We all worry about being unproductive when working from home. There’s pressure to be online, proving you’re getting stuff done, at all times. But, think for a moment of how much time in the office that you don’t “get work done.”
Hopefully, your team isn’t spending a whole day holding office olympics while you’re gone, like in an episode of The Office. But, in a typical office, chunks of the day are, on paper, unproductive. Time is spent in conversation with one another, building relationships, joking around, walking to get a snack or refill your water bottle at the cooler.
Sometimes we hit walls when we’re alone all day working from home.This doesn’t mean your team is being unproductive.
They’re missing out on the organic distractions and breaks that come with working in an office, many of which are healthy breaks from the stress of their to-do list.
During this strange and stressful time, it’s important to let your agents take breaks when they need them. It can be easy to hit a mental wall when you’re stuck at home all day. It’s ok for your team members to get up and take a brief walk or make an errand run mid-afternoon to avoid crowds at the store. Some agents may need to hop offline to assist a child with their school work or help their partner with the dog.
This kind of flexibility will help your agents be available and focused when they need to be “at work.”
Do your agents have children? It can be tricky to balance work from home when you have children to care for or school lessons to check on. Check out these additional resources and tips worth sharing with your employees who are parents.
Communication is Key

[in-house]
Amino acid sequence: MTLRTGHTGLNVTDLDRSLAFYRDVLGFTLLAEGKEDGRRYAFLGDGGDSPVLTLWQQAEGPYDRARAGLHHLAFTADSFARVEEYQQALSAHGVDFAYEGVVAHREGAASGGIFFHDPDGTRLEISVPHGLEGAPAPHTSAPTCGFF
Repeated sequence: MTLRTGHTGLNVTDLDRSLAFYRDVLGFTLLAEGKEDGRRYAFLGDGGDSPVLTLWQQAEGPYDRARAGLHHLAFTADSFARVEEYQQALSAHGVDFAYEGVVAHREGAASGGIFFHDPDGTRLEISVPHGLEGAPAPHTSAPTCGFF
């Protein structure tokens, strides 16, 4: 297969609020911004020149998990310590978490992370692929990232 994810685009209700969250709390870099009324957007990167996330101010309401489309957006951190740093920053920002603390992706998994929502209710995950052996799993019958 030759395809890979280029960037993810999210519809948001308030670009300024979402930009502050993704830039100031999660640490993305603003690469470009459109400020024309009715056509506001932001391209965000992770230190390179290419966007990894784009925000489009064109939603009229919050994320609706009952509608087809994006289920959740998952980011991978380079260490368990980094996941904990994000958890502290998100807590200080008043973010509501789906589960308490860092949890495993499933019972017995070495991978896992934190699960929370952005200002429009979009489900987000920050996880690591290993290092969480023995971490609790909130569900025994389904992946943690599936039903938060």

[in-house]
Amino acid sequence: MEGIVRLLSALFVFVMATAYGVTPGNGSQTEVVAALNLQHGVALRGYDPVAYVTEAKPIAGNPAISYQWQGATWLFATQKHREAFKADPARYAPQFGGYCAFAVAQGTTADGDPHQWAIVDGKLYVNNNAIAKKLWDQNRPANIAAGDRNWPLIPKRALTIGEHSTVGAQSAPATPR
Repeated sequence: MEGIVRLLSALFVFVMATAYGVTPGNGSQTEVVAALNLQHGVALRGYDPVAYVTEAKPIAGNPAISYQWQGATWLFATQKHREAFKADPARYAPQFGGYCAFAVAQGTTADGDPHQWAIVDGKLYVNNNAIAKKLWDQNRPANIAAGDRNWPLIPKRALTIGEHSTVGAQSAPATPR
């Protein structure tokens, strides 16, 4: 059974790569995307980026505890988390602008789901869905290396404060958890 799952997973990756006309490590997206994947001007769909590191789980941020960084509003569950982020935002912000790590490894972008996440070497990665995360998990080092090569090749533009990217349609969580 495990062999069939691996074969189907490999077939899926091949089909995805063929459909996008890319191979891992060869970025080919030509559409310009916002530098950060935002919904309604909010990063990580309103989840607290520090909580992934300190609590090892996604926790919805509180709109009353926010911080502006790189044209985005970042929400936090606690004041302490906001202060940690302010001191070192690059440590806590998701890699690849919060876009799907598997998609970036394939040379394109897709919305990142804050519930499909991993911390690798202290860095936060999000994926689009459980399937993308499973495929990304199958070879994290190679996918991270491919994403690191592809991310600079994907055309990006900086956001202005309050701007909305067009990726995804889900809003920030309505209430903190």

Transparency and communication are key to maintaining connection and productivity from home. Take advantage of the technology available to stay in touch as a team.
Consider setting aside times for your team to connect for reasons outside of work. Maybe it’s through virtual coffee hours or happy hours. Or, it’s through 1:1s that serve as personal check-ins to make sure your agents aren’t too lonely or anxious. Use Google Hangouts or Zoom to see everyone’s faces and catch up on a regular basis.
Have separate platforms for communicating and for project management. Use applications like Asana or Monday to track progress on projects and maintain goals as you interact from a distance. For day-to-day communication, consider Slack or Microsoft Teams. Maybe set up particular channels for your agents to share photos of their pets, kids, or the bread they have the time to bake now.
Overcommunication and regular updates are instrumental in staying productive and accountable as a team. Use the tools available to you to care for one another and continue to care for customers even from home.
Over the next few weeks, we’ll have resources available to help you navigate this new way of work.